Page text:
It’s no secret that the world is vastly different than it was 20 months ago. Ministries that were rich soil back then are seemingly just a dump heap now, and so it has me wondering about this unique time and how it gives us opportunity for a fresh perspective on the ways ministry is measured and defined in our congregations and contexts. What does measuring ministry success involve now?
Before we jump to that, I believe that it’s important to acknowledge the undercurrent of grief. Grief that exists for us as leaders, grief that’s present in our members, in our families and communities. It takes just a brief time in conversation with someone to unearth this deep well of loss, uncertainty of the future and stuck-ness that I believe actually communicate grief without actually saying we’re grieving. Sit in that with each other, take a minute to listen into the things not being said because it is there. For all of us.
Once we have named our grief, we then have a place to start from—a common language, a definition of what is. There are so many definitions right now, wouldn’t you say? Definitions of “news”, definitions of who or what is in and out, definitions around politics, race, climate, religion, but none of those definitions are the same from one person to another. As leaders in a divisive time, it feels important to talk about definitions as we try to imagine a new way forward.
- What is our definition of success?
- How do we define metrics that help us rather than get used as a tool for judgement/comparison to the old world?
- What do we mean by the word “enough”?
- How do we define self-care as we create new benchmarks?
- What are we defining as “worth doing” versus “worth letting go”?
A culture of grace
I believe a culture of grace is the answer to all these questions! When we get clear about these definitions, we can have honest conversations about the metrics we are using to measure what’s happening right now, instead of measuring what used to be. When we get clear about those benchmarks, we operate out of grace rather than judgment, or in many cases out of reality rather than assumption. As leaders we need to be willing to have courageous conversations about the ways we used to measure our success, and then have hard conversations about what the lived experience is right now so that we can adjust expectations of one another and maybe more importantly, of ourselves. Having common definitions among your team takes a layer of unknown out of the picture and allows a way forward together.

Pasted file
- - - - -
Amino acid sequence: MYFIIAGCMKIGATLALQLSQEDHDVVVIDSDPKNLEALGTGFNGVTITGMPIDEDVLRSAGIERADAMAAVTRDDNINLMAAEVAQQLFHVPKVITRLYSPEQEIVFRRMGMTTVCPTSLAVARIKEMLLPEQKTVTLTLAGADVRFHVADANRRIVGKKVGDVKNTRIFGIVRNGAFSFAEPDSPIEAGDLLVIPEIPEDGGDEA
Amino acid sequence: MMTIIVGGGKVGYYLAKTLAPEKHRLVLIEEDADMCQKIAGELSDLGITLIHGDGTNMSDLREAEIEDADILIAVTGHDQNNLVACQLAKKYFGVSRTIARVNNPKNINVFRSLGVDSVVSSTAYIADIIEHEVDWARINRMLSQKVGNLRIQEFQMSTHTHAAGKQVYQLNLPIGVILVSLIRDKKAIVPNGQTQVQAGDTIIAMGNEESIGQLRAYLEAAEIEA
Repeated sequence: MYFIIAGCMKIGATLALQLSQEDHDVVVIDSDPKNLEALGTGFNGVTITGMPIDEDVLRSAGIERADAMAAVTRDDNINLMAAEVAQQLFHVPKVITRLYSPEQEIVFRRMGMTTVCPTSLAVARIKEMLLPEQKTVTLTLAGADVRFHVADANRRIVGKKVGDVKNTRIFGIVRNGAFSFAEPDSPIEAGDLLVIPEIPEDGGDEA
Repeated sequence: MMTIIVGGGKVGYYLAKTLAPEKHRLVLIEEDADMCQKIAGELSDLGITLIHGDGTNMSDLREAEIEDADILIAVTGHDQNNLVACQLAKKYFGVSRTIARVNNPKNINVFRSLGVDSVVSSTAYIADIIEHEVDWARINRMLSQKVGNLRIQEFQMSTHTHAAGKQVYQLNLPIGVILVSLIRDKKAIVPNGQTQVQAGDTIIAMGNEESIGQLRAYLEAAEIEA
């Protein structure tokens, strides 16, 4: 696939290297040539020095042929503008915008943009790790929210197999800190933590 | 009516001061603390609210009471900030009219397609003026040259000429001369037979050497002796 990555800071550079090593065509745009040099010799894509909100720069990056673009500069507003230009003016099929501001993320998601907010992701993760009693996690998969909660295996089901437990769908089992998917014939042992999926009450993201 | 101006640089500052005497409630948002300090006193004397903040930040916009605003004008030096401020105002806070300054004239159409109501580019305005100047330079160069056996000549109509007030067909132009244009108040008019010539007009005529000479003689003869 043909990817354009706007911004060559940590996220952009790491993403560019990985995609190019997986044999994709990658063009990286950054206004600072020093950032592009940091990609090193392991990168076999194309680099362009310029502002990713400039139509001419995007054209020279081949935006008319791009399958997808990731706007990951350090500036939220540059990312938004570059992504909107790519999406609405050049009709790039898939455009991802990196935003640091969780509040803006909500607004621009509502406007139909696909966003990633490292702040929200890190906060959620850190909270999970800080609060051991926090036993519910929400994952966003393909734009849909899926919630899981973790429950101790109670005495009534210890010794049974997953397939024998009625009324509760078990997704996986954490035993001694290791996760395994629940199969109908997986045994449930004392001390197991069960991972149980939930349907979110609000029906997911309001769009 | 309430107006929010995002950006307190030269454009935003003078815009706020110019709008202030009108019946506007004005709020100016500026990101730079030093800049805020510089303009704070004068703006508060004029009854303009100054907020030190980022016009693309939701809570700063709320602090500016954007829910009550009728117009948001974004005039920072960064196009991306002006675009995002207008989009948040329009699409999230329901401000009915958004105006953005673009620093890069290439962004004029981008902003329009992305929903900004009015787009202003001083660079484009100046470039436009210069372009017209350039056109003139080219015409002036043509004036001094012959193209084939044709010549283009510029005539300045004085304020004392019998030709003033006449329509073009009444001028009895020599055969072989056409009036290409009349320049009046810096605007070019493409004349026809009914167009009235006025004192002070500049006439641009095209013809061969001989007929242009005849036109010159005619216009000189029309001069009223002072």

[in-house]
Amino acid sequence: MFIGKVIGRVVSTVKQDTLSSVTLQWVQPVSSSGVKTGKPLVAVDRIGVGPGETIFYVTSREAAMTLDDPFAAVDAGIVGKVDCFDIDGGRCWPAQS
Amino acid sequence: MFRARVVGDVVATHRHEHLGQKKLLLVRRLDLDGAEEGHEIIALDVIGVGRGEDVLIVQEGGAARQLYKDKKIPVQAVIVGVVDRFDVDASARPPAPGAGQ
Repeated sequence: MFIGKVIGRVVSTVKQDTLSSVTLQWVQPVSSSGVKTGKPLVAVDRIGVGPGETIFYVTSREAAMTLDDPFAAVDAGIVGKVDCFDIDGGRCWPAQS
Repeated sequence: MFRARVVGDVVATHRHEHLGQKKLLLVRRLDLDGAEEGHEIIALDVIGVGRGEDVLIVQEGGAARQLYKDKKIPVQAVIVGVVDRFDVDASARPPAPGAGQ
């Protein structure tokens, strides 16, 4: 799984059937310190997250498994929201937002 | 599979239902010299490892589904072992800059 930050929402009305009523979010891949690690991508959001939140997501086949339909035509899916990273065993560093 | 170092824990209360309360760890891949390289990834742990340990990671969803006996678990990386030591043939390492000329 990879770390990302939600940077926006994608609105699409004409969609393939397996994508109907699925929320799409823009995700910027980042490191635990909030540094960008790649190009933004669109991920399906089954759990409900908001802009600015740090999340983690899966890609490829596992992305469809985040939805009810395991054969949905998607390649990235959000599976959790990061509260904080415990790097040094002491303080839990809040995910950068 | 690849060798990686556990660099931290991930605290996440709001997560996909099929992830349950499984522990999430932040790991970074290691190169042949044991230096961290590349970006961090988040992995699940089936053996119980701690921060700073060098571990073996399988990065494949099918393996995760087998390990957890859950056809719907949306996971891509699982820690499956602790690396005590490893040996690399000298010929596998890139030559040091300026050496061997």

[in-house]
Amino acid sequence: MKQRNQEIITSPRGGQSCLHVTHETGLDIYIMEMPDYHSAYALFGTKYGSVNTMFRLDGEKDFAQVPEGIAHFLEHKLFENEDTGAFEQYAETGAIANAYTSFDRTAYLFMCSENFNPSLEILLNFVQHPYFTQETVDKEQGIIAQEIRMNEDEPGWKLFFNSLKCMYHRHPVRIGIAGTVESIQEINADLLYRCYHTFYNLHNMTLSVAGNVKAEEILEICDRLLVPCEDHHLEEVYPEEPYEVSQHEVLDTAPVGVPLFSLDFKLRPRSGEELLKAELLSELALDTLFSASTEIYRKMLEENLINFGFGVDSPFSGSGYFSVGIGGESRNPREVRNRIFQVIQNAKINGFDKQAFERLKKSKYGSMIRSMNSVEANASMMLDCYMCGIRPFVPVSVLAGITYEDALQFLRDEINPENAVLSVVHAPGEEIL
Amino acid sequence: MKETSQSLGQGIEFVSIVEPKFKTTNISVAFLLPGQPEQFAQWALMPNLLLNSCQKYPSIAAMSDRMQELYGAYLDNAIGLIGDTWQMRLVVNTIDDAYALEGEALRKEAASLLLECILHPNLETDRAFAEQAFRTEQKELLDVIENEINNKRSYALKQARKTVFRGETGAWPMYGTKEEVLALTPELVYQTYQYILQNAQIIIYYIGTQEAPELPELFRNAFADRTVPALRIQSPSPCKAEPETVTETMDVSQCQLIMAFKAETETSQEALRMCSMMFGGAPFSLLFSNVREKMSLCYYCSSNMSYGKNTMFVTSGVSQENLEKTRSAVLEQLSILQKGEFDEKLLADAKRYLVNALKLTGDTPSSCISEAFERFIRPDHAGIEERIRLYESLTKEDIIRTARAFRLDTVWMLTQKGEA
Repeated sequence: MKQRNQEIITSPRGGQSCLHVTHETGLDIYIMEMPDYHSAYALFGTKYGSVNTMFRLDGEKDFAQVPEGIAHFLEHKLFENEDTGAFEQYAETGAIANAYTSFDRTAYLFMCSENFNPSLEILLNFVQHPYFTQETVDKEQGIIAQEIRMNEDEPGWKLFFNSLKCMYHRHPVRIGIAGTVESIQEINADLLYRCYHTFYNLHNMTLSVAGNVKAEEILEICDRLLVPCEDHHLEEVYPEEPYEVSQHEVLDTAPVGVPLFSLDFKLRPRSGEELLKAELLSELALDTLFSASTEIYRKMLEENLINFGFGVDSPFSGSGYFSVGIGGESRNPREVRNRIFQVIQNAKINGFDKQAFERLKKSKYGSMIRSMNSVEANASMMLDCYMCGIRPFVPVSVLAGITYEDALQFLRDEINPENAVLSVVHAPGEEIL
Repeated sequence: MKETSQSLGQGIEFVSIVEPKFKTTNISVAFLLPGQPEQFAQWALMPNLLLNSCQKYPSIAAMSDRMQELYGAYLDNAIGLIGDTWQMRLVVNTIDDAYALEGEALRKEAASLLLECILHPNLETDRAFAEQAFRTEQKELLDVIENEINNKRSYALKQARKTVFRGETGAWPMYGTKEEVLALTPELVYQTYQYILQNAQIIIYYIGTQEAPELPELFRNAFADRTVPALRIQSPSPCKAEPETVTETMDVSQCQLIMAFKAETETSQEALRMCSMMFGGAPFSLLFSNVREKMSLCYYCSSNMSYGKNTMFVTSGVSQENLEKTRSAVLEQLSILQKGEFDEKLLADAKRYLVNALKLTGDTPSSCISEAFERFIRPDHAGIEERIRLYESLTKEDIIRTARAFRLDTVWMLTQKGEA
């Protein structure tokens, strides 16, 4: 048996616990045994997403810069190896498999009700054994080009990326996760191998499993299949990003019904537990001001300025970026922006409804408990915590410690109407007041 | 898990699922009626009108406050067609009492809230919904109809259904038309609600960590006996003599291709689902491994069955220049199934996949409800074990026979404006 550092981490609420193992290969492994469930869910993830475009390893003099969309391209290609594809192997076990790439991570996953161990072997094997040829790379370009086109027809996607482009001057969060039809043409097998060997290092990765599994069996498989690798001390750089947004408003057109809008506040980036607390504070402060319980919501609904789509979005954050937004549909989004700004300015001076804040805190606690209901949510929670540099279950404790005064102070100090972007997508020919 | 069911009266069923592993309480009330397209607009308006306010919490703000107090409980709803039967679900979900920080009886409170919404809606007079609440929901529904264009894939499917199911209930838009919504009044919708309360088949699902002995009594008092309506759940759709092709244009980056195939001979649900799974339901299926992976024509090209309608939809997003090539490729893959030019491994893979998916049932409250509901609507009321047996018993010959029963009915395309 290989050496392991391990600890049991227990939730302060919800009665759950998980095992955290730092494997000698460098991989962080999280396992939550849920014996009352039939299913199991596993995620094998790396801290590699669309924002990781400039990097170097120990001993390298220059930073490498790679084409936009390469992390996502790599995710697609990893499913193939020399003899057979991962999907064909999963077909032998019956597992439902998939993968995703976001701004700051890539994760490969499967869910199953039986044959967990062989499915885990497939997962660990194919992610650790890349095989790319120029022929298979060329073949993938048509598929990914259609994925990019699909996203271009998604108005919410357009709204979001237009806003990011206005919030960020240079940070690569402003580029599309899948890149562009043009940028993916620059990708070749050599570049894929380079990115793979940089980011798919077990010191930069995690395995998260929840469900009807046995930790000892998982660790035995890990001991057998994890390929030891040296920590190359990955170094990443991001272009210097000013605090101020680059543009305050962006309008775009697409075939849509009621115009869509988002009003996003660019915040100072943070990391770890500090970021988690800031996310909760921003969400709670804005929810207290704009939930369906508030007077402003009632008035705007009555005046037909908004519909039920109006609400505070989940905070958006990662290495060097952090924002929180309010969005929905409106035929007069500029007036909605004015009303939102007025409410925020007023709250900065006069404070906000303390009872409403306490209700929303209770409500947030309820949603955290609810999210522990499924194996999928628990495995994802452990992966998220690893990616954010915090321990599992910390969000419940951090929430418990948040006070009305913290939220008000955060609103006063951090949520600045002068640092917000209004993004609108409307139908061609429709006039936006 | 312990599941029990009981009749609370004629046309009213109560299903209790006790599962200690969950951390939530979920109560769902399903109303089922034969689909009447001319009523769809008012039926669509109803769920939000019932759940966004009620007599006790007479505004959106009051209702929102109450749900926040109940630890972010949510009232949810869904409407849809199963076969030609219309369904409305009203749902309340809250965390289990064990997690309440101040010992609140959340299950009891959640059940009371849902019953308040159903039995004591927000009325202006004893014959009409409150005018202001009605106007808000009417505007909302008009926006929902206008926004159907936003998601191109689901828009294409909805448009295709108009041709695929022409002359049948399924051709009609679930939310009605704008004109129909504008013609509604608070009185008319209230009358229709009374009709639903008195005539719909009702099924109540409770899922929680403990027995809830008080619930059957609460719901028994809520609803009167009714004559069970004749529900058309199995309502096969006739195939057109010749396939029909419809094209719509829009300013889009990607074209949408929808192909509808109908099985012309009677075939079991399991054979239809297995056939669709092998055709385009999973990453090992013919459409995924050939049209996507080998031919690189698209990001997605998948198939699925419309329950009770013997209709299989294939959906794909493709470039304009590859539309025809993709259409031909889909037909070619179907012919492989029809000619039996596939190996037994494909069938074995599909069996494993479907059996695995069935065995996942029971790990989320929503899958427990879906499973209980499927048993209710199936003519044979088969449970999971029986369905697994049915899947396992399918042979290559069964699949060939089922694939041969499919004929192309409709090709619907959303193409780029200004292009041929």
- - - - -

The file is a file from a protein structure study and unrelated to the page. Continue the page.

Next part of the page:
When we move forward together with a similar definition of success and common measuring sticks, our imaginations are opened to creating something new that fits for right now. It isn’t revolutionary or magic, but I want to invite you to use a word we use when we’re trying something new or examining a change in something that already exists that needs redefining—pilot.
The word “pilot” is a game changer! Naming something as a pilot program or a pilot event takes the pressure off the permanency of something and allows us to try new things without the idea that they need to stick around forever. Sometimes we have piloted something that serves us for a season, or a short time period and then we feel no shame or failure when that season ends, or we learn something that gives way to something new! Pilot is a built-in grace culture word!
In a world where nothing feels like solid ground, and where consensus seems hard to come by, creating a grace culture by clear definitions is the only way we can make room for experiments and the only way we can offer each other a bit of solace in a divisive time. If we model grace culture within our staff teams, get clear on our definitions of success and create space for courageous conversations, we will more easily offer it to our congregation, our families and hopefully ourselves.
When we’re clear about the benchmarks, what emerges from this pandemic is not a bunch of burnt-out faith leaders heading toward mass exodus but rather a bunch of resilient, and innovative pioneers helping to usher in what God is already up to in the world.
Receive this blessing, oh tired ones: In your baptism you have been both claimed and called to be God’s hands and feet in the world. May you live out that call with the assurance that you are already enough, and maybe most especially when you don’t believe that to be true. You are defined as beloved.